Barcelona fans, myself included, should have plenty of reasons to celebrate, the Blaugrana have won 15 out of their first 16 matches in La Liga, and lost none, establishing a new record along the way. Furthermore, Barcelona have a healthy nine point advantage over second placed Atletico Madrid and an almost insurmountable 13 point cushion over Real Madrid. The ongoing 2012/13 Champions League campaign has also been kind to Barcelona, having topped their group and qualified for the knock-out stages with relative ease where the Blaugrana will encounter AC Milan. The Italians are a team in transition and have lost a lot of quality over the summer that hasn’t been adequately replaced. Therefore the Rossonieri should be a manageable opponent over two legs. Taking all into account, on a sporting level it’s almost too good to be true. Even Barcelona’s failure to buy a specialist defender in the last transfer window hasn’t negatively affected the Catalans.
For example, even the absence of a Dani Alves can be compensated these days. A key player under Pep Guardiola at present the Brazilian is far from a mainstay in Barcelona’s XI. Though he has been below his imperious best for the better part of 18 months now, he’s probably still the world’s greatest right-back. However, the addition of Jordi Alba on the opposite flank has rendered the need for another all-action full-back a la Dani Alves almost obsolete. The emergence of the more defensive minded Martin Montoya provides balance which would be lacking if both, Alba and Alves were featured in the starting XI.
Whereas the acquisition of Alexandre Song has been nothing short of a disaster thus far, he was never earmarked to be more than a squad/utility player, albeit a costly one. At the heart of defense Gerard Pique is nearing the kind of form which prompted observers to compare him with the legendary Franz Beckenbauer. His partner-in-crime Carles Puyol has also given FC Barcelona reason to rejoice as the talismanic captain returned from injury. Add a resurgent Adriano into the mix and the Blaugrana’s defensive options look bright as day for the remainder of the campaign. Even Cesc Fabregas appears to be enjoying his finest spell in a Barcelona jersey. Though not awarded to start every game for Barcelona since his return from a lengthy spell at the sidelines yet, David Villa is also fit and nearing form as the season is approaching a crucial phase. In short, Barcelona are more than well-positioned to reach all of their targets. As a bonus, and to the joy of all Barcelona fans, perhaps all football fans, Eric Abidal has not only fully recovered from his cancer-related treatment, he’s also training again, indicating a return to football in the not too distant future.
It would take an implosion of gargantuan proportions to not win at least the domestic league. At this point anything less than La Liga plus X would be an utter disappointment.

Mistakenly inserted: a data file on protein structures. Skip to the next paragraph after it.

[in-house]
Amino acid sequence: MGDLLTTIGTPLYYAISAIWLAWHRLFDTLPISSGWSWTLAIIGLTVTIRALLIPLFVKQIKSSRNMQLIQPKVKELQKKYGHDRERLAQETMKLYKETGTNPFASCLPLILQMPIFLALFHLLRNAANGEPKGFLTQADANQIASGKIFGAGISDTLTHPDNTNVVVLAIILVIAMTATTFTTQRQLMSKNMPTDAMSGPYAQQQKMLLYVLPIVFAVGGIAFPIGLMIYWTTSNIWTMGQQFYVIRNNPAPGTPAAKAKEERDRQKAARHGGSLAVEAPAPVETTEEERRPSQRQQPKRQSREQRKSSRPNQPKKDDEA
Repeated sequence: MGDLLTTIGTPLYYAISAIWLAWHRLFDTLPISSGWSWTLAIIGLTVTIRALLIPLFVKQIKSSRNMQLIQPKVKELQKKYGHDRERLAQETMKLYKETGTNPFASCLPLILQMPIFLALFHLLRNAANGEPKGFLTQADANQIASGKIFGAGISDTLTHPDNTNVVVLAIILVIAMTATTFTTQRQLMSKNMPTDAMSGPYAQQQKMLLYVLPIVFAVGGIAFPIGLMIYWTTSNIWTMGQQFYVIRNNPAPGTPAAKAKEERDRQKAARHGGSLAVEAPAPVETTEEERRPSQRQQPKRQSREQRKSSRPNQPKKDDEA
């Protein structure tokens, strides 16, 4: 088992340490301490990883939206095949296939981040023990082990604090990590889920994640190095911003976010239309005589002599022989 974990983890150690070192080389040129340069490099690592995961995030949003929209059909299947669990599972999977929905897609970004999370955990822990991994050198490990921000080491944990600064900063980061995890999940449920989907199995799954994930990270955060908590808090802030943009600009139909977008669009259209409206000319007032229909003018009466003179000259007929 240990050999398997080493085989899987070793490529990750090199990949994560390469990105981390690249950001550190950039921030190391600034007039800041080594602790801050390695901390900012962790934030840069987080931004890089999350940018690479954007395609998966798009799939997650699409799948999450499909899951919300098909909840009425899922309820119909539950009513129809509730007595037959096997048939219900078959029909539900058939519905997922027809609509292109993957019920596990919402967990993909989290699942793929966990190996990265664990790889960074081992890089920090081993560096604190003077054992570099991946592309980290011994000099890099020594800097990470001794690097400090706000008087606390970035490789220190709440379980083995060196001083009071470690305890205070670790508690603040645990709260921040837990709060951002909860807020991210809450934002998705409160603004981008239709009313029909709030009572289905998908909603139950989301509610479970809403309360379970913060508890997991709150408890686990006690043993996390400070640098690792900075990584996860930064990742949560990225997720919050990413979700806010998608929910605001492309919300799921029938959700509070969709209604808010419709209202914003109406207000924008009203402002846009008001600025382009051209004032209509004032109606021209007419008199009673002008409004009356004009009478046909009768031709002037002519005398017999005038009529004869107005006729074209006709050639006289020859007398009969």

However, Culés are a pessimistic breed. Only recently have we allowed ourselves to get carried away and actually believe in winning. We always suspect something will be going sideways eventually. “When it’s too good to be true, it usually is.” That used to be the mindset of plenty of Culés. When Lionel Messi was carried away on a stretcher just a few weeks ago I almost instantly had visions of Barcelona losing La Liga. In this instance it definitely looked worse than it actually was.
Just as the first half of the 2012/13 season is coming to a conclusion and the Christmas festivities are about to start, Barcelona’s manager Tito Vilanova is suffering a cancer relapse. The man directly responsible for the euphoria surrounding Barcelona has been struck once again by the deadly disease. It puts all in perspective. Football is just that, football. Nothing more, nothing less. It’s some 90-plus-minutes of good entertainment. Whoever is first, second or third-placed is not the most important thing in the world. Unfortunately, and as messed up as this may sound, Tito’s team has to carry on and they should out of respect for the man that has guided them for the past couple of months.
After his operation Tito Vilanova has to undergo six weeks of chemotherapy and he will likely need an unspecified amount of time for a full recovery. Some fans would like to see Pep Guardiola filling in for his dear friend, and the rationale behind it is fully understandable – he’s available, he knows the philosophy and there’s probably nobody who could do the job better than him. However, hiring Pep Guardiola, even on an interim basis is not the right decision.
Barcelona’s recent period of domination has been called the Pep-era, and rightfully so. From 2008 to 2012, he helped mold, shape and define Barcelona’s trophy-laden spell. He himself chose to leave Barcelona and take a sabbatical year from football. Once again, he has more than earned the right to do so. But with his exit he confirmed the end of the Pep-era. His reign is over. It’s not his team, not anymore. His exit has given birth to Tito Vilanova’s team, the side currently smashing records left, right and centre. It wouldn’t be right install Guardiola as caretaker manager as his name and legacy would always overshadow Vilanova’s accomplishments. This project must not be associated with the former boss. It would also send the wrong message to Tito’s staff. Provided he handpicked his no. 2 it would only serve to insinuate that the Barcelona board didn’t trust his judgment. Hence, Barcelona’s choice to proceed with his assistant manager, Jordi Roura, is the sensible decision.
As much as people still crave the Pep-era they should learn to put trust in Tito Vilanova’s judgment. He hasn’t been wrong so far, has he?
Follow Sebastian on Twitter @JubeiKibagame